The Sunday News reports:
“Clearly there are some risks with the Williams appointment,” reads a confidential paper from the Trust’s board.
“There may well be other candidates in the marketplace who may be capable of doing a better job as CEO and chief fundraiser, however if we go that route we will very likely not have Holmes’ involvement,” it continues.
It is no secret that Holmes and Williams are close mates, so this is little surprise.
The document, dated August 2, adds: “Our recommendation therefore is to offer the CEO role to Mike Williams, but to give ourselves the ability to review the situation after say six months, subject to the constraints of current employment law.
“If he has not succeeded in raising significant sums in that time, there will not be enough funding for his continuing salary, so he does have an incentive to succeed.”
I am no fan of Williams, but to be fair to him he seemed to be reasonably proficient in fundraising for Labour.
But Williams’s appointment has led to high profile, anti-P crusader Mike Sabin and his group MethCon withdrawing their support for the Stellar Trust.
He sent an email to the board on August 10 which read: “It is with some regret I wish to advise that I am unable to reconcile my concerns about the appointment of Mike Williams to the position of CEO to the trust. I believe this is a high risk appointment that will be very polarising given the political overtones.”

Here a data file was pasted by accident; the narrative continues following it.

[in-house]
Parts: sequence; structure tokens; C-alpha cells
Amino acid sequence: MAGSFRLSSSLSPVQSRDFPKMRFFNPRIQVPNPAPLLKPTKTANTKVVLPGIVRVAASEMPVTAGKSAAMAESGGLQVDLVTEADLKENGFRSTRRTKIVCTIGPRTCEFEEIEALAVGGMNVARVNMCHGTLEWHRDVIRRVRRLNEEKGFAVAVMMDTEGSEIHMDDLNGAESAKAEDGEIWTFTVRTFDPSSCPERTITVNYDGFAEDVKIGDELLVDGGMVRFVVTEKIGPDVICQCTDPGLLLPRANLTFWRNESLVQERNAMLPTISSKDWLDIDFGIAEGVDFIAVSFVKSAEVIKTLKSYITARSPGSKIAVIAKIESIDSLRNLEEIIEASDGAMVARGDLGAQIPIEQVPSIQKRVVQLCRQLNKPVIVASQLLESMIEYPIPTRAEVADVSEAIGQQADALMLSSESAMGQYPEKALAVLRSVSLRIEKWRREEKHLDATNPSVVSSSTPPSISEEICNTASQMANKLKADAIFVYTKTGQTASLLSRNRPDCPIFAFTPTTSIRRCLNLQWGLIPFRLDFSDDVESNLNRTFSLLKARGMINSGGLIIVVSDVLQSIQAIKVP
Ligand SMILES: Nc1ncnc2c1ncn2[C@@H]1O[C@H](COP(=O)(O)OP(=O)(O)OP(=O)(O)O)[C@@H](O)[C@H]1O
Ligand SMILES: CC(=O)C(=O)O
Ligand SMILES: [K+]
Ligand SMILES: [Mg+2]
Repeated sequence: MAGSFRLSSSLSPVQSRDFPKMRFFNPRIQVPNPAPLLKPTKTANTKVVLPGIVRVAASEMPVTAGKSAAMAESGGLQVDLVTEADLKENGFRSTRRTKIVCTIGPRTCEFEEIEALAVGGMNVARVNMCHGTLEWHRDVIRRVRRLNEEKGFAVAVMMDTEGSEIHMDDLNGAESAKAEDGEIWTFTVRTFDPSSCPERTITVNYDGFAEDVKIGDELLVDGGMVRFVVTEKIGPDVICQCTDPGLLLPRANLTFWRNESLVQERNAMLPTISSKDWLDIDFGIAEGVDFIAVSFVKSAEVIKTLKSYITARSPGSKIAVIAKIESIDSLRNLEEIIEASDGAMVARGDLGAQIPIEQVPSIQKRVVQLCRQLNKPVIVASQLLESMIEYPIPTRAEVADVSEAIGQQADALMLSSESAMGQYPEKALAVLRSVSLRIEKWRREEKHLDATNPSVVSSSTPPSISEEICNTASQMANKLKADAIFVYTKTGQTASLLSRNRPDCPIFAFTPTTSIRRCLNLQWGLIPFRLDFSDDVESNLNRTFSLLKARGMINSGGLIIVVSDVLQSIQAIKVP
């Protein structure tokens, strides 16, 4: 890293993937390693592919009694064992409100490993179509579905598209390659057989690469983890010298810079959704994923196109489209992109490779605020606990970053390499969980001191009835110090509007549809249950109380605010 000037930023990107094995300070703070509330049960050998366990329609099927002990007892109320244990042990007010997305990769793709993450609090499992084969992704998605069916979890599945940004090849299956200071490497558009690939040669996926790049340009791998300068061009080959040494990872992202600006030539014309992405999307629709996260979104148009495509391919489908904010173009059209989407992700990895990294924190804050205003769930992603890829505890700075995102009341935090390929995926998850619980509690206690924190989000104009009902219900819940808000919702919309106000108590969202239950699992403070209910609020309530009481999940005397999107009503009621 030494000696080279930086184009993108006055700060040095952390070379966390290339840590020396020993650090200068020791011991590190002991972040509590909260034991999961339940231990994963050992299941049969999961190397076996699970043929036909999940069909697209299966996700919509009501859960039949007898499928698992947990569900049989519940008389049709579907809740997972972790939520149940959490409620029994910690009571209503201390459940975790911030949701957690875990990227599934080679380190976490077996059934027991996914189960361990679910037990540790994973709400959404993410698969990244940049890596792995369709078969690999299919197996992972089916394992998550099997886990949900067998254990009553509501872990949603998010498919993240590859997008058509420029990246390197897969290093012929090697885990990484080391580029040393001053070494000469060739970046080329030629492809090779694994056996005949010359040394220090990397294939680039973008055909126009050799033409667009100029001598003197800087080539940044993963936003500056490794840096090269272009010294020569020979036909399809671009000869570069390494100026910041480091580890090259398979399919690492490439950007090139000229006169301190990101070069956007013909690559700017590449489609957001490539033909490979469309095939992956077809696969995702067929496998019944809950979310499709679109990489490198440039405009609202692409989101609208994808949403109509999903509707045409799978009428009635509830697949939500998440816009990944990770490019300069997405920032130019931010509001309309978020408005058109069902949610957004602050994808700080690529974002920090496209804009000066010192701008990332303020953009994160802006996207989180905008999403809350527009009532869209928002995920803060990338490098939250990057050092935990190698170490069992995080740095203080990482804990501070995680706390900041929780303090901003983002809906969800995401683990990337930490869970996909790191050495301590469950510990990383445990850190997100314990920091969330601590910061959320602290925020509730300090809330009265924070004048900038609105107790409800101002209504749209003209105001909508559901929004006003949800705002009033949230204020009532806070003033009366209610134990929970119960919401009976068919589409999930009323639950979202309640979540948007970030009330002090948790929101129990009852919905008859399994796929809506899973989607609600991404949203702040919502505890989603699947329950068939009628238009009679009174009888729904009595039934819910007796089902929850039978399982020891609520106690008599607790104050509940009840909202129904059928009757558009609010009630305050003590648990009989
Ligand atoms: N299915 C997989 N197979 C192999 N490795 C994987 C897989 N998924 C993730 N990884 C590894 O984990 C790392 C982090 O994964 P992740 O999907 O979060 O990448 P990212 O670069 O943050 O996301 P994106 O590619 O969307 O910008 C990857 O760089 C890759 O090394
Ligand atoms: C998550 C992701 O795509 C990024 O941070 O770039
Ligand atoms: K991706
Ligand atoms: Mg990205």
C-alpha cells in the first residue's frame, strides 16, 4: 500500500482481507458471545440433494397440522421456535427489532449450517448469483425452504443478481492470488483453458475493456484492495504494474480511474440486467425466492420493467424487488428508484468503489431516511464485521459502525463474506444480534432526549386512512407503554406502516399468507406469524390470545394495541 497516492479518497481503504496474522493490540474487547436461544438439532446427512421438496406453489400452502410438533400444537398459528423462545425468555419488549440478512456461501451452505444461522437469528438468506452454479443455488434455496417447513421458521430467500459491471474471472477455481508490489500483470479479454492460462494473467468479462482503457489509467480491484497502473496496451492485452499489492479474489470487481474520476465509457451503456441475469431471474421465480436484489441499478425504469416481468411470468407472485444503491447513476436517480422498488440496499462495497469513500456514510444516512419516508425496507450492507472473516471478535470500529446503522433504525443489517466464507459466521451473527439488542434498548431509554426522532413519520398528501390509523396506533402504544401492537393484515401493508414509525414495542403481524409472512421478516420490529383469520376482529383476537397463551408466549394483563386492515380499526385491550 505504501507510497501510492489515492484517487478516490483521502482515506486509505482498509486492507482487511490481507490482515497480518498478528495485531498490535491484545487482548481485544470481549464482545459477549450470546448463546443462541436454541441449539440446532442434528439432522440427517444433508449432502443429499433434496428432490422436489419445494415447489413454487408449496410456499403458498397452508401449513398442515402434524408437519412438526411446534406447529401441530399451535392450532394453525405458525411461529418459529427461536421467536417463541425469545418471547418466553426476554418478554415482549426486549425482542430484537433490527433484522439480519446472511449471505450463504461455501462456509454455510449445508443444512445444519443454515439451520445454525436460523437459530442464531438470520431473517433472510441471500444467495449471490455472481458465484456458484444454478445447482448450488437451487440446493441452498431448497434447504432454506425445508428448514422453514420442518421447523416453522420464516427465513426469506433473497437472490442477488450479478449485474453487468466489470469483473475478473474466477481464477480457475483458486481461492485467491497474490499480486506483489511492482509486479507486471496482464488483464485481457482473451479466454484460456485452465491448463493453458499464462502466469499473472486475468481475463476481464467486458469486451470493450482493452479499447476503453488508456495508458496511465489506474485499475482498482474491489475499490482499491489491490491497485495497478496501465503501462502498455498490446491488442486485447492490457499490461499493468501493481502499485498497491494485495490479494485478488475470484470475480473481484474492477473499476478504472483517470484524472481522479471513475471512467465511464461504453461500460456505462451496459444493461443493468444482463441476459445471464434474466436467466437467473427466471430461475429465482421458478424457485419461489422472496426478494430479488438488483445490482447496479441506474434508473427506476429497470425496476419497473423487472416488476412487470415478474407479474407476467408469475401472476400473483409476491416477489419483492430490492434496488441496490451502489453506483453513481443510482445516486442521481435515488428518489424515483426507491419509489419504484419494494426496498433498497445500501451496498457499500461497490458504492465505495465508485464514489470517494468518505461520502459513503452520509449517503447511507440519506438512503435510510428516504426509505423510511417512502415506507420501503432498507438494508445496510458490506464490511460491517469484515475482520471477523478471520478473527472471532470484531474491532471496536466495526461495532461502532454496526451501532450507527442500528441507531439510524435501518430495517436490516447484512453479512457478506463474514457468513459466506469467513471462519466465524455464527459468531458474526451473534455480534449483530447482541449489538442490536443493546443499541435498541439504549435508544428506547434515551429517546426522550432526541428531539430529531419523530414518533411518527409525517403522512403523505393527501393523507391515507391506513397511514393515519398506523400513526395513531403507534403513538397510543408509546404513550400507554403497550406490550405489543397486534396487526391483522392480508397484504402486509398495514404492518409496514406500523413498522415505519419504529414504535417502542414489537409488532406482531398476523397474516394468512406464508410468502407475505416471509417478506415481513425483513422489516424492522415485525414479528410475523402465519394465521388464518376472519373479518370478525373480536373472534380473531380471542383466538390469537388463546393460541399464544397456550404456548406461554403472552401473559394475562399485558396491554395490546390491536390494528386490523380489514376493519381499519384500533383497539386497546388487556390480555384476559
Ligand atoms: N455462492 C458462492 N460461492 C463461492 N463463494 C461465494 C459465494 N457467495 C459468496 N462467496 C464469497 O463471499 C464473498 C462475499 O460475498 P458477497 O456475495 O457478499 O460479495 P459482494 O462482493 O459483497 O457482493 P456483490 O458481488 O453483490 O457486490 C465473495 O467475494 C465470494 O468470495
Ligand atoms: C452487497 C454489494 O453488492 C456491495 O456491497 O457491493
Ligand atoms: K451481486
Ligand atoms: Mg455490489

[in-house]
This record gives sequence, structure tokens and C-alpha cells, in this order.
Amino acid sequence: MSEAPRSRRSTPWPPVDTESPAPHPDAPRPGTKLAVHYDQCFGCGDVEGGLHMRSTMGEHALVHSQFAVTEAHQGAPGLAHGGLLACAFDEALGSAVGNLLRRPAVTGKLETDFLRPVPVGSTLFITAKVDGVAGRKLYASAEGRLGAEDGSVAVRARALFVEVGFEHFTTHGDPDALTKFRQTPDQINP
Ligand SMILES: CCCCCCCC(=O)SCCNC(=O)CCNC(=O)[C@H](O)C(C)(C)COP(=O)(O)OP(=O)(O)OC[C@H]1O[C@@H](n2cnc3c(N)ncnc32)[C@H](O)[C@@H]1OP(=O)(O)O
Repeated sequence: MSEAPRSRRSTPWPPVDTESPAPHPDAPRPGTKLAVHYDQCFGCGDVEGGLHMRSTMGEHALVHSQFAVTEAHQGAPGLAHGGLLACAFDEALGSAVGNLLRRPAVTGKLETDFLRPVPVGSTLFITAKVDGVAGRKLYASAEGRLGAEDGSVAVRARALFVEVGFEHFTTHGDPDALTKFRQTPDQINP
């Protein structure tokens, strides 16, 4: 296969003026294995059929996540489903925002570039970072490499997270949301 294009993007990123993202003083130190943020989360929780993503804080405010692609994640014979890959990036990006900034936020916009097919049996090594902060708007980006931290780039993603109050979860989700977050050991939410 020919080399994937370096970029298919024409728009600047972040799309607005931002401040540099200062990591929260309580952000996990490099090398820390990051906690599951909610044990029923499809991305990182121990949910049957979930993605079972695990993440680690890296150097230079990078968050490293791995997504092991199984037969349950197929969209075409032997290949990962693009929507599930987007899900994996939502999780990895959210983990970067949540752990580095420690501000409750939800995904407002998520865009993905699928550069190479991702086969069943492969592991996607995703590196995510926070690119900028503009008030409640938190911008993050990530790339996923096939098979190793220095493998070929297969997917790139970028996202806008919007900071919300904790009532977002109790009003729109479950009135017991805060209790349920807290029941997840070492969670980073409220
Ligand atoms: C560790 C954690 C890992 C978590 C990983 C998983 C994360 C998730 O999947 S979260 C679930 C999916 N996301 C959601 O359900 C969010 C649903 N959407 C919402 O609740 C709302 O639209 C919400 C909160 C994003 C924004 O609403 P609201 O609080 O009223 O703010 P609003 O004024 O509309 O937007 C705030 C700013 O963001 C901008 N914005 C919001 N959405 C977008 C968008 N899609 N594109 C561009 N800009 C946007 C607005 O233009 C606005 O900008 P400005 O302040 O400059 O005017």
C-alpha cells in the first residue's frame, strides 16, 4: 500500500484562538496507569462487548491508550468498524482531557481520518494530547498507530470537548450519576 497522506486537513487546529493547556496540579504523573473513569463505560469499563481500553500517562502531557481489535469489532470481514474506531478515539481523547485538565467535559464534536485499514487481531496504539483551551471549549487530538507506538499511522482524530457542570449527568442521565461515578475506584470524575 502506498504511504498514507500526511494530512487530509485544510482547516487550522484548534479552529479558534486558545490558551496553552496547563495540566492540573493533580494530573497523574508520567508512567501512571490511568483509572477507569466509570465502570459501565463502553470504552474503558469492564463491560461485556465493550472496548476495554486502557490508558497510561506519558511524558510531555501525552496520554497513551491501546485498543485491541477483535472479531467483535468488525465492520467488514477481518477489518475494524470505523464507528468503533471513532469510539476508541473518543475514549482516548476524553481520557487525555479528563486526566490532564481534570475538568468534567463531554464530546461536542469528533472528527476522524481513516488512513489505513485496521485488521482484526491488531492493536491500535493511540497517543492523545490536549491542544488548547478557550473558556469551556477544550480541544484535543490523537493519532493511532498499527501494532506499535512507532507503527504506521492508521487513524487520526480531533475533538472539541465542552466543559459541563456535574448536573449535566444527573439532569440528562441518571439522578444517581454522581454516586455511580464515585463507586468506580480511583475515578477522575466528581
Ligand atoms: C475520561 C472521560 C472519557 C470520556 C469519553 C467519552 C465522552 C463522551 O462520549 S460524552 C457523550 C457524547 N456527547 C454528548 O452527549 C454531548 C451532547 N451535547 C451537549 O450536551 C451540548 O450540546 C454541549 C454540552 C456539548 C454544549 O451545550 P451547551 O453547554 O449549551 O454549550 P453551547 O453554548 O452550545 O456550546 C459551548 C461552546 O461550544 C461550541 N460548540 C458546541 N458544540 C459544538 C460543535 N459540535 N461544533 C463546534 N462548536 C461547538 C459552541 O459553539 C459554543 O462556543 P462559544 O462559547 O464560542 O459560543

It is understood that Sabin, a former drug squad detective, believed Labour approached the P epidemic with a polarising “harm minimisation” approach, treating it as a public health and welfare issue rather than a public order problem.
Sabin may well be right, but really I wouldn’t hld the former party president responsible for what the parliamentary wing or Ministers decided.
The Stellar Trust board’s confidential August 2 paper also revealed there was a concern about how Williams’ appointment would be accepted by the National Government.
After last year’s election, Williams left Labour’s engine-room following a series of controversial media reports, including how he flew to Australia seeking dirt on John Key.
The Trust’s reservations were passed on to Holmes, regarded as the public face of Stellar.
The broadcaster sought the Prime Minister’s views.
Key last night confirmed a call between himself and Holmes on July 26.
“I’ve moved on and I’m not a person who holds grudges.
“If Mike is prepared to spend his time trying to combat P, given the devastation that drug is causing, then I’m happy to work with him,” he told Sunday News.
Could you imagine Helen Clark saying the same thing about someone who had flown to another country in a (failed) attempt to smear her as a criminal fraudster?